The 2-Minute Thought: Great salespeople are a competitive bunch

Highly productive salespeople are confident and ambitious.  They have a plan for themselves.  They are driven by money.  They care about how others perceive them.  And they are pretty interesting characters.  Just read Steve W. Martin’s brief piece in Harvard Business Review called “A Portrait of the Overperforming Salesperson.” 

Martin teaches sales strategy at USC’s Marshall School of Business and recently conducted a study of over 1,000 salespeople who reached more than 125% of their assigned sales quota last year.  That’s not an easy thing to do.  Only 15% of the participants in Martin’s study hit that hurdle.

There are a lot of interesting statistics in Martin’s study about the very best salespeople.  Here are some of them:

  • 66% agreed with the statement, “Money is extremely important to me and how I measure my personal success.”
  • 84% said being recognized as “one of the best by peers at their company” is very important to them.
  • 50% said they’re the type of person that keeps lists of goals, while 36% said they’re thinking about what things will be like in 5 or 10 years.
  • 72% said they remember childhood as a happy time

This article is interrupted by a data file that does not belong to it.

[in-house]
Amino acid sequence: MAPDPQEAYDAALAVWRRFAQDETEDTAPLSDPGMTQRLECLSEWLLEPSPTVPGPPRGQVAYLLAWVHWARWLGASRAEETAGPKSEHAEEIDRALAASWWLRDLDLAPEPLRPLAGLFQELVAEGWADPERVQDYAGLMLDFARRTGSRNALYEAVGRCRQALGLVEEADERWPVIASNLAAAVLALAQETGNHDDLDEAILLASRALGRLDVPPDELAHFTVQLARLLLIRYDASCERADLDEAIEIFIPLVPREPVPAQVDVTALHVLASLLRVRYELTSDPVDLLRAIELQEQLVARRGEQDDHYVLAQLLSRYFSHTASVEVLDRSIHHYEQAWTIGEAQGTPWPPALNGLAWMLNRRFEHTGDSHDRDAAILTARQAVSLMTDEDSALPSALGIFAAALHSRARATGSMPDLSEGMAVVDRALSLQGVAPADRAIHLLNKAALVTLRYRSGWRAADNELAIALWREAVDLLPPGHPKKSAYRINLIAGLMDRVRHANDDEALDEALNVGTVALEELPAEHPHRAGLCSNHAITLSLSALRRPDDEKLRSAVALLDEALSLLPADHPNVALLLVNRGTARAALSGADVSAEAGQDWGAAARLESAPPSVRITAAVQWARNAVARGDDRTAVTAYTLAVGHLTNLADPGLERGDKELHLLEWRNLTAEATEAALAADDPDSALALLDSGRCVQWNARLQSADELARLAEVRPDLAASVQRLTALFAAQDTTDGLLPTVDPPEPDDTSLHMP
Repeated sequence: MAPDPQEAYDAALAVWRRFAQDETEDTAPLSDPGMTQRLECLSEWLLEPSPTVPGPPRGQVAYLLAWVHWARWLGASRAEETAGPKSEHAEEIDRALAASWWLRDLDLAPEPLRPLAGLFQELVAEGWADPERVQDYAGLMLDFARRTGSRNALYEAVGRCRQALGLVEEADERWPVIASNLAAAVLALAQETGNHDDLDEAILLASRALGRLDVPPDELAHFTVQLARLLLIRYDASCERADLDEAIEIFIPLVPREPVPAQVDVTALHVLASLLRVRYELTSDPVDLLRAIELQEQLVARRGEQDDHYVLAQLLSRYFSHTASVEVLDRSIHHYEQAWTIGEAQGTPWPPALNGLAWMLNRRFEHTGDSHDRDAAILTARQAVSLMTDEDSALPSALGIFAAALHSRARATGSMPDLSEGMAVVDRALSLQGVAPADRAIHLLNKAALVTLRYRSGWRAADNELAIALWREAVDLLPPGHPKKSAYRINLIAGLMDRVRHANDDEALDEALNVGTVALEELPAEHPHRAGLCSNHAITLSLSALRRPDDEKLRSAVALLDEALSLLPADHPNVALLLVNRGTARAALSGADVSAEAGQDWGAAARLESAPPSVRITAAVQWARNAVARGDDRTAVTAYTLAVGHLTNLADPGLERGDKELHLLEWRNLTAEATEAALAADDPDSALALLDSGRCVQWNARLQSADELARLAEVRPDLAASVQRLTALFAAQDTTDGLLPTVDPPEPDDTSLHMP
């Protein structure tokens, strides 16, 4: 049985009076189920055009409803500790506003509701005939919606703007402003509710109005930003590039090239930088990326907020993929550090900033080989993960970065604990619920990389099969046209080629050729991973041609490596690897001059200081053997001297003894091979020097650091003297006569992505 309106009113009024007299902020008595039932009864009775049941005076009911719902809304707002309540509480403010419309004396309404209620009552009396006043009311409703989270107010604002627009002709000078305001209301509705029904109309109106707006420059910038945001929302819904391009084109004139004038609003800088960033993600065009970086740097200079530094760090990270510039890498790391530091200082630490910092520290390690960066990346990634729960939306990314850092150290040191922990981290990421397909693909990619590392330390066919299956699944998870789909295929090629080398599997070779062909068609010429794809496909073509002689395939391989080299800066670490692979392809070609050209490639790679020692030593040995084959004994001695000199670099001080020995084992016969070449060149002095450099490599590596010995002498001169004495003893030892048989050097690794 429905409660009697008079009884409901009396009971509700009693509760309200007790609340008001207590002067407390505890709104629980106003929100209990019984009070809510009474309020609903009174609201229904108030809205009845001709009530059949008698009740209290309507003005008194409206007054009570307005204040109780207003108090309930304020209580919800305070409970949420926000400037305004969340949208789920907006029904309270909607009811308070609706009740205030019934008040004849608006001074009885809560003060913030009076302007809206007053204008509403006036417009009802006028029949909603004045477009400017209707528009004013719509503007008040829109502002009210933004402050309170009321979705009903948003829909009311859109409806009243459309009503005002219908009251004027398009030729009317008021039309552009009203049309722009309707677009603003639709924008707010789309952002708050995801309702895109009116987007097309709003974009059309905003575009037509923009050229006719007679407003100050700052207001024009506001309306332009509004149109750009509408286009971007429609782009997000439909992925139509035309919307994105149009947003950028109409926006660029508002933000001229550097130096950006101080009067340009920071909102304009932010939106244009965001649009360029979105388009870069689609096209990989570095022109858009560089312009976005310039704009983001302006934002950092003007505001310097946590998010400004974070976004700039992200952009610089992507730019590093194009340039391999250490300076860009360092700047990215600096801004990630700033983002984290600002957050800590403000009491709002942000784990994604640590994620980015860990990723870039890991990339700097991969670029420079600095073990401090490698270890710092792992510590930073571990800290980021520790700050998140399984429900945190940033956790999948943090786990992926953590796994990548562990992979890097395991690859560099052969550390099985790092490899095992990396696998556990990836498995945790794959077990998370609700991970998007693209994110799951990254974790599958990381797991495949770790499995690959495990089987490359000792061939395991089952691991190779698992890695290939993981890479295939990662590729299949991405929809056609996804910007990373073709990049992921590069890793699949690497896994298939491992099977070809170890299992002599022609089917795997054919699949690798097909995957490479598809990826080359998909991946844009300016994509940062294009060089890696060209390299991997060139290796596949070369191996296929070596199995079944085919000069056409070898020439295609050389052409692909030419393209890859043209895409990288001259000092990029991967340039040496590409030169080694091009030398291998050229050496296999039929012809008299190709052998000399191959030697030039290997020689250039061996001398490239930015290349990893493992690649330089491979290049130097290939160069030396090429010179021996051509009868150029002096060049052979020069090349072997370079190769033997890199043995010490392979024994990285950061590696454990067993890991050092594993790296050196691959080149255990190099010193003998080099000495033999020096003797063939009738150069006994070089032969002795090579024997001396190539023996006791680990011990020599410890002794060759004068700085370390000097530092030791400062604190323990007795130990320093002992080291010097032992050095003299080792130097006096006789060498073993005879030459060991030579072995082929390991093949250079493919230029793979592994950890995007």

• 72% said they prefer varied activities instead of daily routines.
  • Only 17% said they became close personal friends with their clients.

Some other noteworthy results:

  • Emotional connection matters:  When it came to strategy, the top sales method was “getting customers to emotionally connect with you.”  The next two were “tailoring your sales pitch to the customer’s needs” and “asking questions that show your expertise.”  But “showing the value of your solution” and “driving the topics of conversation” ranked last.
  • Perceptions vary on what amount of deception is acceptable: 7% agreed with the statement, “If the customer’s best interest is served by slightly obscuring the facts, that’s ok.”  21% agreed with “Subtle manipulation is reasonable, so long as the truth is served.”  34% agreed with “You don’t have to point out every blemish of your product.”  And 36% agreed with “Nothing but the whole truth is acceptable.”
  • The very best see themselves differently from the rest: Those who sold below 75% of their quota described themselves most frequently as “responsible, likable, confident, empathetic, smart, and humble.”  But the most popular descriptors for those who reached over 125% of their quota were different.  They were “confident, X-factor, quick-witted, likable, responsible, and productive.”